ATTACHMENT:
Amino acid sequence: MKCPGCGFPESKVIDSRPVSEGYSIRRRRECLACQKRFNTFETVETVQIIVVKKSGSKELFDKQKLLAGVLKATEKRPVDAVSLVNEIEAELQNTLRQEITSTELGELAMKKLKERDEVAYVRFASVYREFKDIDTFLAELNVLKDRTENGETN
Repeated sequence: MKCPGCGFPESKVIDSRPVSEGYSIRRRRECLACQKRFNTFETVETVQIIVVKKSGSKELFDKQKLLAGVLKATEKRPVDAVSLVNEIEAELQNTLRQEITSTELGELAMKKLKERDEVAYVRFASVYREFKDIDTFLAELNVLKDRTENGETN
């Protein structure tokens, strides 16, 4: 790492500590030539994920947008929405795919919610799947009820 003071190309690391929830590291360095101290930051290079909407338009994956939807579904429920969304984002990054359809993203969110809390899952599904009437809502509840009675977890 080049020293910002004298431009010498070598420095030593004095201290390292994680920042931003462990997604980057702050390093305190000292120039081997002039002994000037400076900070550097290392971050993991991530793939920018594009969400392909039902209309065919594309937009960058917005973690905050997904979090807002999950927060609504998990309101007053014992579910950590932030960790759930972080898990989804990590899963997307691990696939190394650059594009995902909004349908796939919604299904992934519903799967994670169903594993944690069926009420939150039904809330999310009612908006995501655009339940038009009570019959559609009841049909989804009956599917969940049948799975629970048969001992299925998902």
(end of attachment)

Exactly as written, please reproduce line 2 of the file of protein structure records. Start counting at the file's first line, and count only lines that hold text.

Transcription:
Repeated sequence: MKCPGCGFPESKVIDSRPVSEGYSIRRRRECLACQKRFNTFETVETVQIIVVKKSGSKELFDKQKLLAGVLKATEKRPVDAVSLVNEIEAELQNTLRQEITSTELGELAMKKLKERDEVAYVRFASVYREFKDIDTFLAELNVLKDRTENGETN